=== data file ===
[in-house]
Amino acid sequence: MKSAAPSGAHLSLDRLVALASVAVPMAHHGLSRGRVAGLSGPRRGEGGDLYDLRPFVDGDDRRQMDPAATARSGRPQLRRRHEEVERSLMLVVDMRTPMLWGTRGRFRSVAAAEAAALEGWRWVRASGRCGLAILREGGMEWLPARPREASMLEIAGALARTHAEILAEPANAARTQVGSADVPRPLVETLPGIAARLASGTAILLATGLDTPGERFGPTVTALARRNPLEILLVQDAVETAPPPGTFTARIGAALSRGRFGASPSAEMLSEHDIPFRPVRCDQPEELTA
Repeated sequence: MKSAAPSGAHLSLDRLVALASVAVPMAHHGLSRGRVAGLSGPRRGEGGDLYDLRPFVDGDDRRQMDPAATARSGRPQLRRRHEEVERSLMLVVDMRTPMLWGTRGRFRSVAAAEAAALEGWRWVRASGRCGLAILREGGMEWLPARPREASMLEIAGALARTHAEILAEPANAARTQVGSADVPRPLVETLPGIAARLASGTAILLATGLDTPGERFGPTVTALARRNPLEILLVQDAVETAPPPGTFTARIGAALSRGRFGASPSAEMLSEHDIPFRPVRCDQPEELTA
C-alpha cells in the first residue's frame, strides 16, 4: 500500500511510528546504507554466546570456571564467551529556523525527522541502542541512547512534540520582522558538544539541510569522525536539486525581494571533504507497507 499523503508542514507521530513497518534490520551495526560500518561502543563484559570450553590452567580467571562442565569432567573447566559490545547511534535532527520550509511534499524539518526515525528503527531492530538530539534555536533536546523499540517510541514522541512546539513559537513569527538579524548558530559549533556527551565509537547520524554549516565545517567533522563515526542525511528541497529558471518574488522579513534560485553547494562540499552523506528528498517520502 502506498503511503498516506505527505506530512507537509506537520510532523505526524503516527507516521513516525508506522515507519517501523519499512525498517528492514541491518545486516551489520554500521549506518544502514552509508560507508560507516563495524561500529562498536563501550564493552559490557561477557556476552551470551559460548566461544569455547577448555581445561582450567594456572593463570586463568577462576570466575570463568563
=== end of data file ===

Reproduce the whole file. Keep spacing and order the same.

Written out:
[in-house]
Amino acid sequence: MKSAAPSGAHLSLDRLVALASVAVPMAHHGLSRGRVAGLSGPRRGEGGDLYDLRPFVDGDDRRQMDPAATARSGRPQLRRRHEEVERSLMLVVDMRTPMLWGTRGRFRSVAAAEAAALEGWRWVRASGRCGLAILREGGMEWLPARPREASMLEIAGALARTHAEILAEPANAARTQVGSADVPRPLVETLPGIAARLASGTAILLATGLDTPGERFGPTVTALARRNPLEILLVQDAVETAPPPGTFTARIGAALSRGRFGASPSAEMLSEHDIPFRPVRCDQPEELTA
Repeated sequence: MKSAAPSGAHLSLDRLVALASVAVPMAHHGLSRGRVAGLSGPRRGEGGDLYDLRPFVDGDDRRQMDPAATARSGRPQLRRRHEEVERSLMLVVDMRTPMLWGTRGRFRSVAAAEAAALEGWRWVRASGRCGLAILREGGMEWLPARPREASMLEIAGALARTHAEILAEPANAARTQVGSADVPRPLVETLPGIAARLASGTAILLATGLDTPGERFGPTVTALARRNPLEILLVQDAVETAPPPGTFTARIGAALSRGRFGASPSAEMLSEHDIPFRPVRCDQPEELTA
C-alpha cells in the first residue's frame, strides 16, 4: 500500500511510528546504507554466546570456571564467551529556523525527522541502542541512547512534540520582522558538544539541510569522525536539486525581494571533504507497507 499523503508542514507521530513497518534490520551495526560500518561502543563484559570450553590452567580467571562442565569432567573447566559490545547511534535532527520550509511534499524539518526515525528503527531492530538530539534555536533536546523499540517510541514522541512546539513559537513569527538579524548558530559549533556527551565509537547520524554549516565545517567533522563515526542525511528541497529558471518574488522579513534560485553547494562540499552523506528528498517520502 502506498503511503498516506505527505506530512507537509506537520510532523505526524503516527507516521513516525508506522515507519517501523519499512525498517528492514541491518545486516551489520554500521549506518544502514552509508560507508560507516563495524561500529562498536563501550564493552559490557561477557556476552551470551559460548566461544569455547577448555581445561582450567594456572593463570586463568577462576570466575570463568563